More than two centuries ago, George Washington warned us about the corrosive effects of political parties. Having spent the better part of the past two weeks at the New York State Democratic and Republican conventions, I am pretty convinced that this cherry tree chopper was not telling a fib.
To begin with an oddity, the two political parties underwent a role reversal. The Democrats, known for their rancor and gut-wrenching issue debates, had their house pretty much in order. In a rare display of organization, the Democrats entered with a game plan and exited with their ticket largely intact. Largely forgotten was their last convention which produced such headliners as Eliot Spitzer, David Paterson, and Alan Hevesi.
The Republicans, who typically run their gatherings with something akin to the political equivalent of Mr. Clean, were anything but that this time around. They frequently referenced Ronald Reagan as they ignored his 11th commandment, “thou shalt not speak ill of any fellow Republican.” They experienced unruly back and forth chanting over their gubernatorial nod. “No primary” voiced by the Lazio forces was met with “let the people vote” from the Levy-ites. It sounded like a tune taken from the Democrats’ “how not to run a political convention” songbook.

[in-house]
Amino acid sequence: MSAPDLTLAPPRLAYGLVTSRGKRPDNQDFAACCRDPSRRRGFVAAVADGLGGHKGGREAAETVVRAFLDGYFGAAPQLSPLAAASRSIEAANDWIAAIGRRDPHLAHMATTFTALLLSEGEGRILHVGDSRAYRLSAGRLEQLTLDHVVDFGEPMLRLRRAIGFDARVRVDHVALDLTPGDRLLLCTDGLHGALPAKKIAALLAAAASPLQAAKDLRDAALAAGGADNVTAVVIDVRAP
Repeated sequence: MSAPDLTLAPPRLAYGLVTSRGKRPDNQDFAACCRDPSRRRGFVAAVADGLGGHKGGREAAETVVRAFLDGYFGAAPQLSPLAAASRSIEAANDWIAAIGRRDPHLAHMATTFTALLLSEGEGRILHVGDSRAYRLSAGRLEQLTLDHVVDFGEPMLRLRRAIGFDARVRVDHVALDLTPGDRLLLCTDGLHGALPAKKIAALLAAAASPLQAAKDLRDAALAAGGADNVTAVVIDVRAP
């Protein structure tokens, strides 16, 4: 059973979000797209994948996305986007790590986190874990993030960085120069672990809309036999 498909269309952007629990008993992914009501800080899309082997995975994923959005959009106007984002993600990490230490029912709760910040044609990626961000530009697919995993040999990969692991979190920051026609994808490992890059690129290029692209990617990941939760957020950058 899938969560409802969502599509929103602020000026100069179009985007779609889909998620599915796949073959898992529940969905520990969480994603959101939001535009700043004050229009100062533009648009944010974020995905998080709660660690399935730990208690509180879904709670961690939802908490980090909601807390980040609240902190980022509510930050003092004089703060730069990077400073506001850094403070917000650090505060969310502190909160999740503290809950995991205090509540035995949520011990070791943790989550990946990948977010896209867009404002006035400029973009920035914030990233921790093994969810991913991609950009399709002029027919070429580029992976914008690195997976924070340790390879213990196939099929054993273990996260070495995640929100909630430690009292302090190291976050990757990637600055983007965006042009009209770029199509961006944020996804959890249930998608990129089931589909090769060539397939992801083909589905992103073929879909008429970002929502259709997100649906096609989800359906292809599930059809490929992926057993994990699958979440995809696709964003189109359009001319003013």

But the fun had just begun. I apologize for not keeping an official count of the number of times the phrase “it’s an honor and a privilege” was uttered at both conventions. The runner-up zinger for the GOP was the use of “Status Quo-mo” in reference to the back to the future candidate and the early favorite to be New York’s next governor. (I can almost hear former Governor Mario Cuomo humming the George Harrison classic “Here Comes the Son.”) As for the Democrats, the podium pontificators referenced their “new Democratic Party” to the point that it seemed to become the old Democratic Party before your very eyes.
Speaking of convention traditions, there was some clever head counting at both events. The Democrats managed to create a delegate tally of 125% to get all five candidates for Attorney General to the 25% threshold to qualify for the primary ballot. For their part, the Republicans required Democrat-turned-Republican Steve Levy to reach 50% to be authorized to run in a GOP primary … this bar was set too high.
Both political parties tried to corner the market on change. After all, it worked in 2008, and politicians like generals do nothing if not fight the last war. Yet, the more things change, the more they seem to remain the same. The early frontrunners remain the early frontrunners. Candidates with momentum, money, and media remain the attention hogs. And, despite all convention ”winners” predicting they will lead the voters and be elected this fall, I’m not sure this sentiment is shared by an increasingly frustrated electorate.